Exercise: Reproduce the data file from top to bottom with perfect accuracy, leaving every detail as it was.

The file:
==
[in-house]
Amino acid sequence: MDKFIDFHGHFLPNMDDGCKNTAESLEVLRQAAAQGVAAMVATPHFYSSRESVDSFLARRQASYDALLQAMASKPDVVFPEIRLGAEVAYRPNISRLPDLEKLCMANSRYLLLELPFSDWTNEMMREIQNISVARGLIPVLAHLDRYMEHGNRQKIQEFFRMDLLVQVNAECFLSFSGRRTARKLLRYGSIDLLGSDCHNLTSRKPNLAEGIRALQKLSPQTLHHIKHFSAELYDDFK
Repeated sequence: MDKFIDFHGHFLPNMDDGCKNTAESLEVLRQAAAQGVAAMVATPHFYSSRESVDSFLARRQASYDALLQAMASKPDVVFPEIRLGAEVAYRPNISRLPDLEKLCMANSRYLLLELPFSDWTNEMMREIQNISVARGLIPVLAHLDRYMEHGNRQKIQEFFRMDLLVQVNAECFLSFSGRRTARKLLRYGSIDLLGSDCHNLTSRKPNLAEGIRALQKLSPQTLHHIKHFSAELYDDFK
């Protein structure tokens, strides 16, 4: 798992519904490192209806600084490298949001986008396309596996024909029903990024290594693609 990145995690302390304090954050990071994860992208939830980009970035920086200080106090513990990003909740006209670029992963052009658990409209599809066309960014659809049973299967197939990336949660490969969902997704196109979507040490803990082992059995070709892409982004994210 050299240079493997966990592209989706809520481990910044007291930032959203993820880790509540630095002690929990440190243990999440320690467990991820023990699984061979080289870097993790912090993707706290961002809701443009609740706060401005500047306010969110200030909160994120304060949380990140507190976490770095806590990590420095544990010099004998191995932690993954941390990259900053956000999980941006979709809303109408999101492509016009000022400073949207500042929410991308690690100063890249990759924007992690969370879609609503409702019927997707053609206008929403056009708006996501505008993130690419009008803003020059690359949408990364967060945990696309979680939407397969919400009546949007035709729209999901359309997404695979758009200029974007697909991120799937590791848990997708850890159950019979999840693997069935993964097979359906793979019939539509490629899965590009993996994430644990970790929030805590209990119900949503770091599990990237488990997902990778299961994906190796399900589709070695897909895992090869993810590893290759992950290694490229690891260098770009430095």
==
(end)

[in-house]
Amino acid sequence: MDKFIDFHGHFLPNMDDGCKNTAESLEVLRQAAAQGVAAMVATPHFYSSRESVDSFLARRQASYDALLQAMASKPDVVFPEIRLGAEVAYRPNISRLPDLEKLCMANSRYLLLELPFSDWTNEMMREIQNISVARGLIPVLAHLDRYMEHGNRQKIQEFFRMDLLVQVNAECFLSFSGRRTARKLLRYGSIDLLGSDCHNLTSRKPNLAEGIRALQKLSPQTLHHIKHFSAELYDDFK
Repeated sequence: MDKFIDFHGHFLPNMDDGCKNTAESLEVLRQAAAQGVAAMVATPHFYSSRESVDSFLARRQASYDALLQAMASKPDVVFPEIRLGAEVAYRPNISRLPDLEKLCMANSRYLLLELPFSDWTNEMMREIQNISVARGLIPVLAHLDRYMEHGNRQKIQEFFRMDLLVQVNAECFLSFSGRRTARKLLRYGSIDLLGSDCHNLTSRKPNLAEGIRALQKLSPQTLHHIKHFSAELYDDFK
């Protein structure tokens, strides 16, 4: 798992519904490192209806600084490298949001986008396309596996024909029903990024290594693609 990145995690302390304090954050990071994860992208939830980009970035920086200080106090513990990003909740006209670029992963052009658990409209599809066309960014659809049973299967197939990336949660490969969902997704196109979507040490803990082992059995070709892409982004994210 050299240079493997966990592209989706809520481990910044007291930032959203993820880790509540630095002690929990440190243990999440320690467990991820023990699984061979080289870097993790912090993707706290961002809701443009609740706060401005500047306010969110200030909160994120304060949380990140507190976490770095806590990590420095544990010099004998191995932690993954941390990259900053956000999980941006979709809303109408999101492509016009000022400073949207500042929410991308690690100063890249990759924007992690969370879609609503409702019927997707053609206008929403056009708006996501505008993130690419009008803003020059690359949408990364967060945990696309979680939407397969919400009546949007035709729209999901359309997404695979758009200029974007697909991120799937590791848990997708850890159950019979999840693997069935993964097979359906793979019939539509490629899965590009993996994430644990970790929030805590209990119900949503770091599990990237488990997902990778299961994906190796399900589709070695897909895992090869993810590893290759992950290694490229690891260098770009430095």